The Infosys Labs research blog tracks trends in technology with a focus on applied research in Information and Communication Technology (ICT)

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March 24, 2021

Distributed Cloud Computing

As a promising tech trend for coming years, distributed cloud computing is already carving out its space in the strategies of several leading organizations. Although on one hand, cloud service providers are ready to provide distributed cloud services, it is imperative for customer organizations to understand and appreciate the benefits of distributed cloud computing before readily jumping on the trend. Let us discuss some of such benefits, applications, and even challenges that distributed cloud computing has to offer.

There are few main reasons why an organization might want to have distributed cloud service. Either the applications require edge computing in which case distributed cloud forms a great base or it needs to comply with the regional specific or industry specific data privacy regulations. In both the cases, distributed cloud can be a great fit.

There is a dire need of minimum latency in running applications based on edge computing, internet of things, artificial intelligence and alike. Such applications drive the demand and growth of distributed computing. Some of the major use cases and benefits would be,

·        Cost effective scalability and agility: It is usually very expensive to build out a dedicated data centers in different geographies. Existing infrastructure could be expanded with distributed cloud and applications could be developed and deployed in the environment with same tools without actually investing much in physical infrastructure.

·        Easier regulatory compliance: Several data privacy regulations require personal information of users to stay within the country. Distributed cloud makes it easier to process PII in user's country of residence. It would become easier to comply with privacy norms of various industries if the data is processed at the source itself.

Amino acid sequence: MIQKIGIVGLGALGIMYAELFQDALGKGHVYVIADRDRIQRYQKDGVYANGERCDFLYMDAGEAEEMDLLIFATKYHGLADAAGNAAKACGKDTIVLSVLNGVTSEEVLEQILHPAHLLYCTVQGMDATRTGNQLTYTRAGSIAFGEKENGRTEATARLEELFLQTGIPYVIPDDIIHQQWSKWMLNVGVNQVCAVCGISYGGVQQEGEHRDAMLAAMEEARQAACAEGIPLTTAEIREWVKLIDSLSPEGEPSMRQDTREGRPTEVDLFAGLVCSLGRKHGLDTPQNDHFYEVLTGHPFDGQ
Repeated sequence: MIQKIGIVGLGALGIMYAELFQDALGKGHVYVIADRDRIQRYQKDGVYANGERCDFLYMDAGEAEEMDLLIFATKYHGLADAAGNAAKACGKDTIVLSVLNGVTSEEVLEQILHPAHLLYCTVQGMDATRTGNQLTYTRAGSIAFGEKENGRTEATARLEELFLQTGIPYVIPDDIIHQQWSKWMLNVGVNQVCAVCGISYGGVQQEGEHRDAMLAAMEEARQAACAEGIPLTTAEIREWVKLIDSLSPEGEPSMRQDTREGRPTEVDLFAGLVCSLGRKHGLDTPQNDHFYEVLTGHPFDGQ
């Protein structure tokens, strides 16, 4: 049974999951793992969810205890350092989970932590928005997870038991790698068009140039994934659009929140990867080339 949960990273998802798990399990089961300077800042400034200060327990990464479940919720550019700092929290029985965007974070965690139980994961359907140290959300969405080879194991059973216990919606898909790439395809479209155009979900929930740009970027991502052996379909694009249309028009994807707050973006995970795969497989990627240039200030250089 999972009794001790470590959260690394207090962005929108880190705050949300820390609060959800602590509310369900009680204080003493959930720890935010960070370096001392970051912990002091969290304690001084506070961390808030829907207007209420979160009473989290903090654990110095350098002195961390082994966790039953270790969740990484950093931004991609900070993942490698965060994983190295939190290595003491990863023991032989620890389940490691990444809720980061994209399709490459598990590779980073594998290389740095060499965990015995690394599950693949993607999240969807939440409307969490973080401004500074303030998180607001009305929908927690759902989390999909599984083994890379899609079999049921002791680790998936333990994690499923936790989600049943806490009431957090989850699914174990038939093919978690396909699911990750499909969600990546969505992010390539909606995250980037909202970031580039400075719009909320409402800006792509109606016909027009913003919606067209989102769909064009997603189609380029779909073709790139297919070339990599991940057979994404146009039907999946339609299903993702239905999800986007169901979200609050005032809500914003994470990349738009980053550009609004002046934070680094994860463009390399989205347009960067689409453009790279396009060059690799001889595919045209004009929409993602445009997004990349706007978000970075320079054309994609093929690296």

·        IoT, AI applications: There are several applications that rely on real time analysis such as video surveillance, manufacturing automations, self-driven cars, healthcare applications, etc. For such applications, the latency caused by data travel to the central cloud data center and back could cause irreversible damages. The low latency demanded by such applications can be fulfilled by distributed cloud.

Gartner believes that the future of distributed cloud will evolve in two different phases. In the initial phase, enterprise customers will tackle latency issues by mimicking the promise of hybrid cloud by buying cloud substations. Such customers will be reluctant to the idea of opening up their substations to other organizations in the near neighbor.

In the next phase, several organizations, government entities, etc. will eventually buy cloud substations and slowly open them up for use by organizations in the near surroundings thus establishing the idea of distributed cloud computing.

Even though distributed cloud computing has several benefits in terms of processing data locally, there are also certain challenges that comes with it.

For example,

·        Will enough public cloud capabilities be available on distributed cloud substation? Will it be partially distributed or fully distributed?

·        What would be the cost splitting model if such substations are made available to the neighbors in the proximity? How would be the cost split if the bandwidth is increased for effective operations?

·        What will be the nature of revenue models for sharing substations across multiple organizations? For example, who will the user pay? The cloud service provider or the organization who requested the substation there in the first place.

Such and several other issues will emerge while implementing and using distributed cloud computing. But such challenges should not hinder the growth and dwarf the hopes of organizations. They should definitely try and explore new tech trends that will effectively bolster their growth and enable them to realize their full potential through tech like distributed cloud computing.









March 8, 2021

Top Tech Trends to watch out for in 2021